US employment, wage growth expected to moderate in June

The Labor Department's closely watched employment report on July.5 is also expected to show annual wage growth rising at its slowest rate in three years.

A 7-Eleven convenience store has a sign in the window reading 'Now Hiring' in Cambridge, Massachusetts. / Reuters/Brian Snyder/File Photo

WASHINGTON (Reuters) - U.S. job growth likely slowed to a still-healthy pace in June, with the unemployment rate holding steady at 4 percent, increasing the chances that the Federal Reserve will be able to tame inflation without tipping the economy into recession.

The Labor Department's closely watched employment report on July.5 is also expected to show annual wage growth rising at its slowest rate in three years. When added to the moderation in prices in May, the report would confirm that the disinflationary trend was back on track after inflation surged in the first quarter.

It also could boost Fed policymakers' confidence in the inflation outlook and push the U.S. central bank a step closer to start cutting rates later this year.

Financial markets remain optimistic the Fed could start its easing cycle in September after aggressively tightening monetary policy in 2022 and 2023. Fed Chair Jerome Powell said this week that the economy was back on a "disinflationary path," but stressed policymakers needed more data before cutting rates.

"The economy is moving into a reasonable and sustainable, pace of employment growth," said Brian Bethune, an economics professor at Boston College. "There's no evidence of any sudden decline, nothing that would suggest we're suddenly going to tip over. We're still basically tracking a 'soft landing.'"

Nonfarm payrolls likely increased by 190,000 jobs last month after surging by 272,000 in May, according to a Reuters survey of economists. Employment gains have averaged about 230,000 jobs per month over the past 12 months.

Economists say the economy needs to create at least 150,000 jobs per month to keep up with growth in the working-age population, accounting for the recent surge in immigration.

The jobless rate rose to 4.0 percent in May for the first time since January 2022, boosted by volatile youth unemployment. Some economists expected it to drop back to 3.9 percent in June.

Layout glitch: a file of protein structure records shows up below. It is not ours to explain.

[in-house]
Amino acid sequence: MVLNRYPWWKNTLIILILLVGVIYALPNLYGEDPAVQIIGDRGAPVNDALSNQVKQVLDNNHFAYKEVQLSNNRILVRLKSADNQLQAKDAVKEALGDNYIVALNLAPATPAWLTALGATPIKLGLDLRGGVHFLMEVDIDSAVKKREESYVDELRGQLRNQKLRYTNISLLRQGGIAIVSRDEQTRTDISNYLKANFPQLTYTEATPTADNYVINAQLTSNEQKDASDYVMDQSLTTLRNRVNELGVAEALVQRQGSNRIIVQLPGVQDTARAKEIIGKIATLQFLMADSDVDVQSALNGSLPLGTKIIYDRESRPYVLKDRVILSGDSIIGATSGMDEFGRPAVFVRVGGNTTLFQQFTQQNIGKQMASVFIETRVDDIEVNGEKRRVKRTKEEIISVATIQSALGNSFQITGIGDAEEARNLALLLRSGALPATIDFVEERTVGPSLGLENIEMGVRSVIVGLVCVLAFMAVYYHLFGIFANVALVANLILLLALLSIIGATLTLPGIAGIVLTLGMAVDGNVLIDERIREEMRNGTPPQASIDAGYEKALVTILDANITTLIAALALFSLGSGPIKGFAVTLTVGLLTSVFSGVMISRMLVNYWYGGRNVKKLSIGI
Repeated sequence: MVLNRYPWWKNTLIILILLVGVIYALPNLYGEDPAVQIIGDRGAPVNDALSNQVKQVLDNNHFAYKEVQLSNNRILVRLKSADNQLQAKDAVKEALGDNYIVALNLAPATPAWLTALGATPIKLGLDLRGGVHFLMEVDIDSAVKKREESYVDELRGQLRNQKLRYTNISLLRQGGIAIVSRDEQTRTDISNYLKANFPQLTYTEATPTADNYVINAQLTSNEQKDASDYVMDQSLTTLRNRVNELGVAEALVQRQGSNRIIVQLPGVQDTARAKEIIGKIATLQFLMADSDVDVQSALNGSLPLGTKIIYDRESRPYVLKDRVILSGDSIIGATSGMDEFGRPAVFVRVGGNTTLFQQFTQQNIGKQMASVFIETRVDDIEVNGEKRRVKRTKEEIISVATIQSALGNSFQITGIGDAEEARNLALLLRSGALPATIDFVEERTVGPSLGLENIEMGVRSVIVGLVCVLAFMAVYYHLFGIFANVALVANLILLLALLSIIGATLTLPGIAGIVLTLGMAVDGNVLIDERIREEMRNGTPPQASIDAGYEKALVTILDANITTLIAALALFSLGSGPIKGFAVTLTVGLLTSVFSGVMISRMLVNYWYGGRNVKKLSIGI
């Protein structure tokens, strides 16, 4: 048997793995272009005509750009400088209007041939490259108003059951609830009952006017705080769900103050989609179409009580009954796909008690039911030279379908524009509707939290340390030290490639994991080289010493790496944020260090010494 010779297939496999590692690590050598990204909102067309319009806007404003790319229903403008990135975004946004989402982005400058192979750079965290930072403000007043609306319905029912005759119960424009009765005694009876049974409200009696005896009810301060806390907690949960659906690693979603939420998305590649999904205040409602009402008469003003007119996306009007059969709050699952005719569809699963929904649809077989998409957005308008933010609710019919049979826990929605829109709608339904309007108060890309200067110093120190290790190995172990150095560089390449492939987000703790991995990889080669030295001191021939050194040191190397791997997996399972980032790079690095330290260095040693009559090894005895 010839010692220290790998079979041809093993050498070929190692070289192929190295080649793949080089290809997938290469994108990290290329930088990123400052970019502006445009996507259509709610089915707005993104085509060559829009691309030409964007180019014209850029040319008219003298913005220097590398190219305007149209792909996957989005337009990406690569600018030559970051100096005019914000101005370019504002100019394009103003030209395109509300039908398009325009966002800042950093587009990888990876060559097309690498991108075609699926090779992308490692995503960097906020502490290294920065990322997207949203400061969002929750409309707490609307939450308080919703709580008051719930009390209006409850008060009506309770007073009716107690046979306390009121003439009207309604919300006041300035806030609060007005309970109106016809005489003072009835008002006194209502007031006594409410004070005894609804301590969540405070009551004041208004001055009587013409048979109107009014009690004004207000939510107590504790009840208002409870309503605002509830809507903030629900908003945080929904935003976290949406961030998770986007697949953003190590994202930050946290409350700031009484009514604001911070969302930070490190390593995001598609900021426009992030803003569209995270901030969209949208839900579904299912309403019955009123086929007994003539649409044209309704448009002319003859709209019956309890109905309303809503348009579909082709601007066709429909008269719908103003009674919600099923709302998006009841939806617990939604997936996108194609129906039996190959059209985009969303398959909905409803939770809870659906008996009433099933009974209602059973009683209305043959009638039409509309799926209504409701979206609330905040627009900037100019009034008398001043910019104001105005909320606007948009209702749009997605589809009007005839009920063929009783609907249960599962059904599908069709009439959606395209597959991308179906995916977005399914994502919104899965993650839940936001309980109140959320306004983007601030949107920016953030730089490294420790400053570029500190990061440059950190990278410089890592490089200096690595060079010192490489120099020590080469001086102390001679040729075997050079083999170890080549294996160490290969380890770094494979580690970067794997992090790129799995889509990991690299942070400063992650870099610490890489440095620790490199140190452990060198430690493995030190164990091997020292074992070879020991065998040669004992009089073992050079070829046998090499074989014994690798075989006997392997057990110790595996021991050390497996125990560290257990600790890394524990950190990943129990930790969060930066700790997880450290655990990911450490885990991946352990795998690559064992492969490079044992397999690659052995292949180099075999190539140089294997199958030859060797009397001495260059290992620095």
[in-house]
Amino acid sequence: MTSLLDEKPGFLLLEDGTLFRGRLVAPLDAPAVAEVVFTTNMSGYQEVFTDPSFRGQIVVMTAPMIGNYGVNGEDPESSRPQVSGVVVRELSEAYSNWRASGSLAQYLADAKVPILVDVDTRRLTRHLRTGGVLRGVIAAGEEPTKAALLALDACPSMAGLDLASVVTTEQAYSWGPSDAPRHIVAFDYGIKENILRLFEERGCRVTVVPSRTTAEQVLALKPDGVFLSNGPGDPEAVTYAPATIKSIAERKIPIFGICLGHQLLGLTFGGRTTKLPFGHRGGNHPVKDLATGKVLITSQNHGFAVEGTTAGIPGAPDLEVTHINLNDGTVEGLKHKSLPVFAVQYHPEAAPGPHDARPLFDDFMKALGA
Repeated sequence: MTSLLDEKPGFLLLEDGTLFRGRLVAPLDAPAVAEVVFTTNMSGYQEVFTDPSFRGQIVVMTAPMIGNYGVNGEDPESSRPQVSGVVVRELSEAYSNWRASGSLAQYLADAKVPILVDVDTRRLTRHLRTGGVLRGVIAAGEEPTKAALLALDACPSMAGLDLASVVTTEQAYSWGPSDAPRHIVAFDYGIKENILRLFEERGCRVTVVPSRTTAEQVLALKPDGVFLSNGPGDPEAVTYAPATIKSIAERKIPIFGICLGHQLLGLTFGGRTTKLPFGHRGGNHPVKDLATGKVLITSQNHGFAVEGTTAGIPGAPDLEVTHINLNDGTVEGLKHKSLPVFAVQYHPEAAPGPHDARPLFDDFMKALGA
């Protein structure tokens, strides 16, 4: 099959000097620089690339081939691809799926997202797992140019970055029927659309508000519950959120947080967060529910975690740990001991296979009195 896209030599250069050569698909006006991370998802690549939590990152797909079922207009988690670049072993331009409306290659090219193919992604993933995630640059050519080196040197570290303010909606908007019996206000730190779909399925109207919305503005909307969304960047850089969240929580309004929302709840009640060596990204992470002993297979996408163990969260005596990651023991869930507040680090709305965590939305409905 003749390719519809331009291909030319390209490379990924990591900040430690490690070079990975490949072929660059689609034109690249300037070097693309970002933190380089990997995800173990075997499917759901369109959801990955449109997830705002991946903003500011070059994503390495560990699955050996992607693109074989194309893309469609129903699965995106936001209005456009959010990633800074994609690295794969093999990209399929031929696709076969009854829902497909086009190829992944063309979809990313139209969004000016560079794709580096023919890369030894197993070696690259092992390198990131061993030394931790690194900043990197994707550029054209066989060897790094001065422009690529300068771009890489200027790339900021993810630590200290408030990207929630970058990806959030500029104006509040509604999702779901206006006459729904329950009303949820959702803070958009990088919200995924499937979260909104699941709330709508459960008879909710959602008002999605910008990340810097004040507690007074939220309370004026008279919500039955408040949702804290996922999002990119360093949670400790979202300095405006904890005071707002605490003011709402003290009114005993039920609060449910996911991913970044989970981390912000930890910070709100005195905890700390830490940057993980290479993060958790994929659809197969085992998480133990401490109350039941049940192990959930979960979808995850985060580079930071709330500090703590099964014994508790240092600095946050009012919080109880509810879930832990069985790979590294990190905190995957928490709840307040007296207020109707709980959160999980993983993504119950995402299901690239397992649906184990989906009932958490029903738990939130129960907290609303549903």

A lagging measure of employment, the Quarterly Census of Employment and Wages (QCEW), has suggested a much slower pace of job growth through the fourth quarter of 2023 than that of the payrolls data. The QCEW data is derived from reports by employers to the state unemployment insurance (UI) programs.


But economists argue the QCEW data does not include undocumented immigrants, a group that they believe contributed to strong job growth last year. The Labor Department's Bureau of Labor Statistics will publish next month its payrolls benchmark estimate for the 12 months through March of this year.

"Payrolls are on track to be revised downward, but we believe that's not because payrolls are overcounting but because QCEW is undercounting," said Sam Coffin, an economist at Morgan Stanley. "Because QCEW is based on UI records, it likely misses counting those who are not authorized to work. If one's not authorized to work, one also is not eligible for unemployment insurance benefits. In contrast, the payroll survey asks that employees be counted regardless of legal status."

Hiring has been largely driven by sectors like healthcare, leisure and hospitality as well as state and local government education, which has seen staffing levels head back to pre-pandemic levels. That trend likely persisted in June, though at a more moderate pace than in the past months.

Employment in these sectors is mostly back at 2019 levels, and the 525 basis points worth of rate hikes from the Fed since 2022 to curb inflation has weighed on business formation.

Excess savings accumulated during the COVID-19 pandemic have been exhausted, contributing to a slowdown in demand for both labor, goods and services.

"There's been a lot of the catch-up hiring that needed to be done to get businesses re-staffed again," said Sarah House, a senior economist at Wells Fargo. "That's largely complete across a lot of different sectors."

Even as the labor market is cooling, wage growth remains sufficient to sustain consumer spending and the overall economic expansion.

Average hourly earnings are forecast to have risen 0.3 percent in June after climbing 0.4 percent in May. That would lower the annual increase in wages to 3.9 percent, the smallest gain since June 2021, from 4.1 percent in May. Wage growth in a 3-3.5 percent range is seen as consistent with the Fed's 2 percent inflation target.

The central bank has maintained its benchmark overnight interest rate in the current 5.25-5.50 percent range since last July. The minutes of the Fed's June 11-12 meeting, which were published on July.3, showed policymakers acknowledged the economy appeared to be slowing and that "price pressures were diminishing."

Economists argue the labor market is not driving up inflation, noting that worker productivity has picked up, and worry that the Fed could stifle growth by keeping borrowing costs elevated for too long.

"Wage growth had been high earlier in this expansion, but it's come down, said Kevin Rinz, a senior fellow at the Washington Center for Equitable Growth. "Productivity growth has returned to the normal relationship it has with wage growth such that there's not a huge gap between those two. It doesn't really seem necessary at this point to be constraining the labor market for the sake of reducing inflation."










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